But GR has successfully passed virtually every other test we've thrown at it (Wikipedia: Tests of General Relativity).  The bar for replacing relativity is pretty high. 

Either way, trying to find a conclusive answer to the question can provide new insights, but in the process generates a horde of speculations. Most of this interaction takes place in the literature and places like the Cornell Preprint server.  All the PROFESSIONAL literature I've read on this controversial topic is pretty civil.  Some of it receives responses, but things are usually quiet unless some new experimental result suggests a connection, or a university press office desperately needs something to publish.

Not so with the cranks, who take being dismissed, corrected, or ignored as personal attacks and try to use this as a way to get attention, but that's another post...

Many of the cranks who scream about the nonsensical theories seem utterly clueless about the history of the topic, ignoring how many of those 'problem theories' are not only still in use today, but in many cases driving technologies that they use.
 
But the cranks will find some excuse to ignore these inconvenient facts...

"But those infinities are not as bad as this one in relativity..." 

Baloney. 

Many of these historical problems were sources of serious controversy of their day, just as the modern infinities.  Some, such as the infinite self-energy electromagnetic mass issue are still only solved by methods that aren't much different than hacks.  Such workarounds suggest that our theory is not truly complete.  

But does that mean the theory is useless?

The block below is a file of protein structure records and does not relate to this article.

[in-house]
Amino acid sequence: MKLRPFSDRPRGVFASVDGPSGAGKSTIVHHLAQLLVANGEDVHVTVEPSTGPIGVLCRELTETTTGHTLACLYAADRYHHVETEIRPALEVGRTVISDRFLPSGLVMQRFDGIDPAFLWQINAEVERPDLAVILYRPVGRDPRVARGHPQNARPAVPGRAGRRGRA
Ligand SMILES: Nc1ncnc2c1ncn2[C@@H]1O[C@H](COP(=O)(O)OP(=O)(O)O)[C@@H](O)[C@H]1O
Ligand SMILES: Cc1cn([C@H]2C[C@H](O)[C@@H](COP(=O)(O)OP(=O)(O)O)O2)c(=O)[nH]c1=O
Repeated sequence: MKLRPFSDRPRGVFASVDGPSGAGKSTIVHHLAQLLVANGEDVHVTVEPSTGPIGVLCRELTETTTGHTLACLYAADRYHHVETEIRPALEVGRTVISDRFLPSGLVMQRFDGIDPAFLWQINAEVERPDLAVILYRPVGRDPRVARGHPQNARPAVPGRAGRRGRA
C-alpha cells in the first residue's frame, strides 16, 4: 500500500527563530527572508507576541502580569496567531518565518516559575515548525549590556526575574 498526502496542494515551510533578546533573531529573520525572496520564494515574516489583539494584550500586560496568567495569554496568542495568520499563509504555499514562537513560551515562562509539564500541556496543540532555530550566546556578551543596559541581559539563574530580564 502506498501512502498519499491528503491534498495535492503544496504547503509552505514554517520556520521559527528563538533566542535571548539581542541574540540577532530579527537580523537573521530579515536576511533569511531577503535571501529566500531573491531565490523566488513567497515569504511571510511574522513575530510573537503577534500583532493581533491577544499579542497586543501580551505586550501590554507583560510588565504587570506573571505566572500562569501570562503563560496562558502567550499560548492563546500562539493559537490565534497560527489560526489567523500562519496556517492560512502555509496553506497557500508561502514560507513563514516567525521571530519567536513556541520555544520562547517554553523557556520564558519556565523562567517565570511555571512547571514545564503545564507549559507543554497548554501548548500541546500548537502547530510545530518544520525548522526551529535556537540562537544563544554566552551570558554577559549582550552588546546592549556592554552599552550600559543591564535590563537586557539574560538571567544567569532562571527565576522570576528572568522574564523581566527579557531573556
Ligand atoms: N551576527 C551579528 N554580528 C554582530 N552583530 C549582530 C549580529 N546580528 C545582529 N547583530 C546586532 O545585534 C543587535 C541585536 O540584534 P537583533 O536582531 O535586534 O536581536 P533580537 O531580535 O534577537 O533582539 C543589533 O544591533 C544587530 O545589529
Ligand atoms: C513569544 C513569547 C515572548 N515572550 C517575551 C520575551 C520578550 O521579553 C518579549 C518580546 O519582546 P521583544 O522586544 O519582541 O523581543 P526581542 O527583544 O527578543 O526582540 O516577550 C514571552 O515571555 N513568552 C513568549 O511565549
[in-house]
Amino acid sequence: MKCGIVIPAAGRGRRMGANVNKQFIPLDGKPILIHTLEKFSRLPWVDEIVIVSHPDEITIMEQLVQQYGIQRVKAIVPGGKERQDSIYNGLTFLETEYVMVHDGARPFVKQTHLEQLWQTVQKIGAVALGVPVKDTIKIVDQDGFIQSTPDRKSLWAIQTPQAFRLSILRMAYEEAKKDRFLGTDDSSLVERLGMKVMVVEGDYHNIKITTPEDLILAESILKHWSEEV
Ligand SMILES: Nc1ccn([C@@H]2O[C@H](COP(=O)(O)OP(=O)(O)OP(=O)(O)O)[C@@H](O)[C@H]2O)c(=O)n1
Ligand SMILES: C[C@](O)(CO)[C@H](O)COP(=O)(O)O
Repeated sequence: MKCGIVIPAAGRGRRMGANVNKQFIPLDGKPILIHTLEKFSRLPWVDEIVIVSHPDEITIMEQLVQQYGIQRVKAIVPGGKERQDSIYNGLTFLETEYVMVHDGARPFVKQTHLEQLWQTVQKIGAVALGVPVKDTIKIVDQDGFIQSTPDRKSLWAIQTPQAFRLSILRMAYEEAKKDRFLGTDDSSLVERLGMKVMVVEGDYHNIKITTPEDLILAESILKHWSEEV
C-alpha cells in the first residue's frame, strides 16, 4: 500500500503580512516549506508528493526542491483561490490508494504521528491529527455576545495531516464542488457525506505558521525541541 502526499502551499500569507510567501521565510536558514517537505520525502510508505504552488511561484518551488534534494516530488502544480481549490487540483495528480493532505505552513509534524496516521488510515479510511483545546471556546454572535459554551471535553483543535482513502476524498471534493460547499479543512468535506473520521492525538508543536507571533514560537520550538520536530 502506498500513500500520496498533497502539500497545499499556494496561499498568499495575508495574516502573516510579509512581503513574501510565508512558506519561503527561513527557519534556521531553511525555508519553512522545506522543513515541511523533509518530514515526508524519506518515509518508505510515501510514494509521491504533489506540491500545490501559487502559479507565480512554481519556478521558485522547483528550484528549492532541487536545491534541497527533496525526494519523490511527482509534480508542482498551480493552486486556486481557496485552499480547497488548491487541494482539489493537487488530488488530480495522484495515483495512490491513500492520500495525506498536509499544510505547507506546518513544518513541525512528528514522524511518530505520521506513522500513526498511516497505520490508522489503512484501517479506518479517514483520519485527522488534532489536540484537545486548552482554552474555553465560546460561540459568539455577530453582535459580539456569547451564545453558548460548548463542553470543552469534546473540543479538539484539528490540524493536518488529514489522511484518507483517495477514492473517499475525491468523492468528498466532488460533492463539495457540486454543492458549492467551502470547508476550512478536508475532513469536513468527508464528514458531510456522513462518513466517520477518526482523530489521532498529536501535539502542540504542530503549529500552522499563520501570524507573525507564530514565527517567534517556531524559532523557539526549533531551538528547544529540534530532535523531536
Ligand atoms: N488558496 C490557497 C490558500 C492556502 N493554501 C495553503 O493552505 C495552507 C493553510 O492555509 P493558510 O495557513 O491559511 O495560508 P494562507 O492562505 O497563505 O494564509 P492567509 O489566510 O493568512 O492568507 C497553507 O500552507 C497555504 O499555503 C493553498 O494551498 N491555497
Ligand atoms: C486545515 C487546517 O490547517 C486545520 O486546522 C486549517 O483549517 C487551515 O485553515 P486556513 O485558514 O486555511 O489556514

No, it is quite usable in the broader realms, but the problems provide guides for future experiments which may outline the requirements of a more complete theory.

Do mainstream scientists know the solution to the problem?  No. 

But the cranks know even less.

Additional Resources

Previous related posts

Tuesday, July 22, 2014

Electric Universe Interview @ Exposing Pseudo-Astronomy, Part 2

Stuart Robbins has posted part two of his interview with me on the Electric Universe.  Check it out at:

Podcast Episode 116: The Electric Universe, Part 2, with Dr. Tom Bridgman

We were getting into the second hour of the interview, and it's beginning to show for me.  I was starting to tire so I had a lot of 'you knows' and tended to diverge from topic.  However, I'm generally pleased with the result.

Thanks Stuart!


Sunday, July 13, 2014

Falsifying Scientific Models

This post covers a set of general issues about falsification of scientific models and is also meant to be a follow-up to the claims by Bruno Suric in this comment.

I've written on the lame claim about the original Eddington observations of gravitational deflection (see Relativity Denial: The 1919 Solar Eclipse).  Supporters of this claim seem oblivious to the fact that this was far from the only time in history these observations could be done.  The observations have been repeated, and improved upon, in the 90+ years since.  The Hipparcos data has measured the deflection to an accuracy of 0.3%, far more than enough to exclude the Newtonian model of light deflection.  The fact that there were some possible conflicts in the observations suggests future tests must improve the experimental controls to remove the ambiguity.

The history of science is filled with examples where Mr. Suric's interpretation of falsification of a scientific model would lead one down an erroneous path.

Consider another example.  In late-1700s It was found that the orbit of Uranus did not match that expected from Newtonian gravitation when including the perturbations due to the other known planets.  Did that falsify Newtonian gravitation?

No.

While the possibility that Newtonian gravitation did not apply in the outer reaches of the solar system was certainly a possibility, it was not the only possible solution of the problem.